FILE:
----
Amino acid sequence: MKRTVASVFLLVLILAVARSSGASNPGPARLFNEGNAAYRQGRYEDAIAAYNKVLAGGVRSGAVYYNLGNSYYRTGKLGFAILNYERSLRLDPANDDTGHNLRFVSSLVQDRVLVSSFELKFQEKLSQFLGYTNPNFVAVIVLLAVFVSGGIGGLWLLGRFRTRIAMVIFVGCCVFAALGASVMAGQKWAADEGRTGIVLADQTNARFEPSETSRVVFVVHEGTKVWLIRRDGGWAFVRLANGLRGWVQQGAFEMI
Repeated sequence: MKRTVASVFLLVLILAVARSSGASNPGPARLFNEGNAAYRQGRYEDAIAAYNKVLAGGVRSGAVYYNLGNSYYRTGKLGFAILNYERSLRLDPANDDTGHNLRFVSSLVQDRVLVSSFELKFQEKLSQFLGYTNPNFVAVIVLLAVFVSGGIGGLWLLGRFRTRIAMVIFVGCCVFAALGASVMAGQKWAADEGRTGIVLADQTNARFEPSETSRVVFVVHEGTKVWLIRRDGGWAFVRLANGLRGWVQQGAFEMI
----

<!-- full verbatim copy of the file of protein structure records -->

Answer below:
Amino acid sequence: MKRTVASVFLLVLILAVARSSGASNPGPARLFNEGNAAYRQGRYEDAIAAYNKVLAGGVRSGAVYYNLGNSYYRTGKLGFAILNYERSLRLDPANDDTGHNLRFVSSLVQDRVLVSSFELKFQEKLSQFLGYTNPNFVAVIVLLAVFVSGGIGGLWLLGRFRTRIAMVIFVGCCVFAALGASVMAGQKWAADEGRTGIVLADQTNARFEPSETSRVVFVVHEGTKVWLIRRDGGWAFVRLANGLRGWVQQGAFEMI
Repeated sequence: MKRTVASVFLLVLILAVARSSGASNPGPARLFNEGNAAYRQGRYEDAIAAYNKVLAGGVRSGAVYYNLGNSYYRTGKLGFAILNYERSLRLDPANDDTGHNLRFVSSLVQDRVLVSSFELKFQEKLSQFLGYTNPNFVAVIVLLAVFVSGGIGGLWLLGRFRTRIAMVIFVGCCVFAALGASVMAGQKWAADEGRTGIVLADQTNARFEPSETSRVVFVVHEGTKVWLIRRDGGWAFVRLANGLRGWVQQGAFEMI